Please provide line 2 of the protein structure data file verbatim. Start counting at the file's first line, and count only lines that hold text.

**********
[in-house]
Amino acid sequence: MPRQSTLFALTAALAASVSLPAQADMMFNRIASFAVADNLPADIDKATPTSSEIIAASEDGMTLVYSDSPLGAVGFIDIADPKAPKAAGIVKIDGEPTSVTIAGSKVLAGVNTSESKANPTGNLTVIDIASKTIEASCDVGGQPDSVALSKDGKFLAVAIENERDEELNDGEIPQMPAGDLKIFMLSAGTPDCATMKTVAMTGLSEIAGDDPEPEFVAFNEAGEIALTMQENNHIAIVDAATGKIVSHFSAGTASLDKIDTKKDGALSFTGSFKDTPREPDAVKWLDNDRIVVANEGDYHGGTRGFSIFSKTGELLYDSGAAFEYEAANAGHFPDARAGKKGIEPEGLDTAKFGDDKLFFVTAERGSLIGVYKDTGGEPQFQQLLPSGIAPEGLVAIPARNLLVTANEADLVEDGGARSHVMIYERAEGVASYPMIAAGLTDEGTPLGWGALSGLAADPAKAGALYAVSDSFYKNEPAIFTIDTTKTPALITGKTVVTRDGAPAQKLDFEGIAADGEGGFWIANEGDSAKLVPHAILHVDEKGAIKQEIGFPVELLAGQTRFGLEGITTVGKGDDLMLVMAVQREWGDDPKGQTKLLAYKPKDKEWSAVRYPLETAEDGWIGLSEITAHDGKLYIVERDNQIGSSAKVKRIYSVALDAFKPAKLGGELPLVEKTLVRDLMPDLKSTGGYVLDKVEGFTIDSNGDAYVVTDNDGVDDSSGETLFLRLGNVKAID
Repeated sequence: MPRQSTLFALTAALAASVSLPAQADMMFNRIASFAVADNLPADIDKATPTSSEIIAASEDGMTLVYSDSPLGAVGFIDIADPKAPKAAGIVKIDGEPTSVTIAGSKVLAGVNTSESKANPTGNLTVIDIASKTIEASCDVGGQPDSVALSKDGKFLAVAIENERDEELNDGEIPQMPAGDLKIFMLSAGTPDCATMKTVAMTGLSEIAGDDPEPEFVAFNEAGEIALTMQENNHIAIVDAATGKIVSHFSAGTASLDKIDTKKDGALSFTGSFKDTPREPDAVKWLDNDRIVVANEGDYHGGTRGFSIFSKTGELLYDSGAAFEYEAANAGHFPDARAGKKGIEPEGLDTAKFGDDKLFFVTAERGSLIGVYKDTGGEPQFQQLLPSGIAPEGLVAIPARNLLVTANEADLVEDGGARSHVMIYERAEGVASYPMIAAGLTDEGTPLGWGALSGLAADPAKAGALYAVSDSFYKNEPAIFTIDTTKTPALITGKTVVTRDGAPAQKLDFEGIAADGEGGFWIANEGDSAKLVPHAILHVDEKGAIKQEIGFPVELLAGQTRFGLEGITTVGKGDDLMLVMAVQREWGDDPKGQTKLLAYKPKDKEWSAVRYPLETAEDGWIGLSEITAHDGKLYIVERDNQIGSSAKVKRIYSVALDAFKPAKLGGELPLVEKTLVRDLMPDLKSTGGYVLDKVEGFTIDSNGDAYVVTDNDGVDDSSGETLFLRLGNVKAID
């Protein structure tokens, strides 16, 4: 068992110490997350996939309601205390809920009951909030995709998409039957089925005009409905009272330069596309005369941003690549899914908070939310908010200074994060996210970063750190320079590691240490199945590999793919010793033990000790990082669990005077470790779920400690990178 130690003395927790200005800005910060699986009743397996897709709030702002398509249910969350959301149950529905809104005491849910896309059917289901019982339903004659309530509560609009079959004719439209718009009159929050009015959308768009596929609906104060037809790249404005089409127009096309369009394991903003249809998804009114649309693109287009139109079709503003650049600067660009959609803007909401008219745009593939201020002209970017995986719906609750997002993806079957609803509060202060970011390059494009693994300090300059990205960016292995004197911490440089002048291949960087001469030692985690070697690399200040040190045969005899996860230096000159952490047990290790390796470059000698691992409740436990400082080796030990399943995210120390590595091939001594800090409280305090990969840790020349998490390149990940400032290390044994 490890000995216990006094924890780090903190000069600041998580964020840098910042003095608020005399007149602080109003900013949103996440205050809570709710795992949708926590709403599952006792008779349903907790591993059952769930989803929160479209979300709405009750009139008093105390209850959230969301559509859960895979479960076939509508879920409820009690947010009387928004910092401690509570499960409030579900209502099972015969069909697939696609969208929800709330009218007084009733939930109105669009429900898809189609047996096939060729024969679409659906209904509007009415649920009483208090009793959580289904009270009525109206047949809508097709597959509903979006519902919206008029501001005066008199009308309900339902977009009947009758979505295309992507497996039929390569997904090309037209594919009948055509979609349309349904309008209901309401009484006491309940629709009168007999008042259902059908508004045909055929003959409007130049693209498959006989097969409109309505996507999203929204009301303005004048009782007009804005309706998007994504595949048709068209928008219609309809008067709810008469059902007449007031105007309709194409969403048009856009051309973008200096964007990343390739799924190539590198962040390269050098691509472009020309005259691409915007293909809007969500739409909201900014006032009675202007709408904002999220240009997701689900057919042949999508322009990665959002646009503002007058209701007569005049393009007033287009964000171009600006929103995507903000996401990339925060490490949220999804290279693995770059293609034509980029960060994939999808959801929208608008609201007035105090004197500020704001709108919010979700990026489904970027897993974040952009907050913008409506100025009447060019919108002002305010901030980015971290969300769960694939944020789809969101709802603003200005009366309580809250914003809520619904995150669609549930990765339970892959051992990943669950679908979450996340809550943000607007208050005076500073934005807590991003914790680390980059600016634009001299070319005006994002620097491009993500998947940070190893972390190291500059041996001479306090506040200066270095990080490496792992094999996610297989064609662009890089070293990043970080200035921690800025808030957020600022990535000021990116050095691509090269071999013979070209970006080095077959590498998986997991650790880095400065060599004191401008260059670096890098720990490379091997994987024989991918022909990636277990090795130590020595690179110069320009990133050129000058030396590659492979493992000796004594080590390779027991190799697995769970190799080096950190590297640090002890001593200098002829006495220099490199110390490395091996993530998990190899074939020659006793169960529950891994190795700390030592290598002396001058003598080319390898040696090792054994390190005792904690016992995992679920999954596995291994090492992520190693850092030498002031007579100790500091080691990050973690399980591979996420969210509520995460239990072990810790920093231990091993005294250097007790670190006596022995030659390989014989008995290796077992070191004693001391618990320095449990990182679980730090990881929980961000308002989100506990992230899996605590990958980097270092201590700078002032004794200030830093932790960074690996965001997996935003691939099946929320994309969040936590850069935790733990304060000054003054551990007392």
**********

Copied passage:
Amino acid sequence: MPRQSTLFALTAALAASVSLPAQADMMFNRIASFAVADNLPADIDKATPTSSEIIAASEDGMTLVYSDSPLGAVGFIDIADPKAPKAAGIVKIDGEPTSVTIAGSKVLAGVNTSESKANPTGNLTVIDIASKTIEASCDVGGQPDSVALSKDGKFLAVAIENERDEELNDGEIPQMPAGDLKIFMLSAGTPDCATMKTVAMTGLSEIAGDDPEPEFVAFNEAGEIALTMQENNHIAIVDAATGKIVSHFSAGTASLDKIDTKKDGALSFTGSFKDTPREPDAVKWLDNDRIVVANEGDYHGGTRGFSIFSKTGELLYDSGAAFEYEAANAGHFPDARAGKKGIEPEGLDTAKFGDDKLFFVTAERGSLIGVYKDTGGEPQFQQLLPSGIAPEGLVAIPARNLLVTANEADLVEDGGARSHVMIYERAEGVASYPMIAAGLTDEGTPLGWGALSGLAADPAKAGALYAVSDSFYKNEPAIFTIDTTKTPALITGKTVVTRDGAPAQKLDFEGIAADGEGGFWIANEGDSAKLVPHAILHVDEKGAIKQEIGFPVELLAGQTRFGLEGITTVGKGDDLMLVMAVQREWGDDPKGQTKLLAYKPKDKEWSAVRYPLETAEDGWIGLSEITAHDGKLYIVERDNQIGSSAKVKRIYSVALDAFKPAKLGGELPLVEKTLVRDLMPDLKSTGGYVLDKVEGFTIDSNGDAYVVTDNDGVDDSSGETLFLRLGNVKAID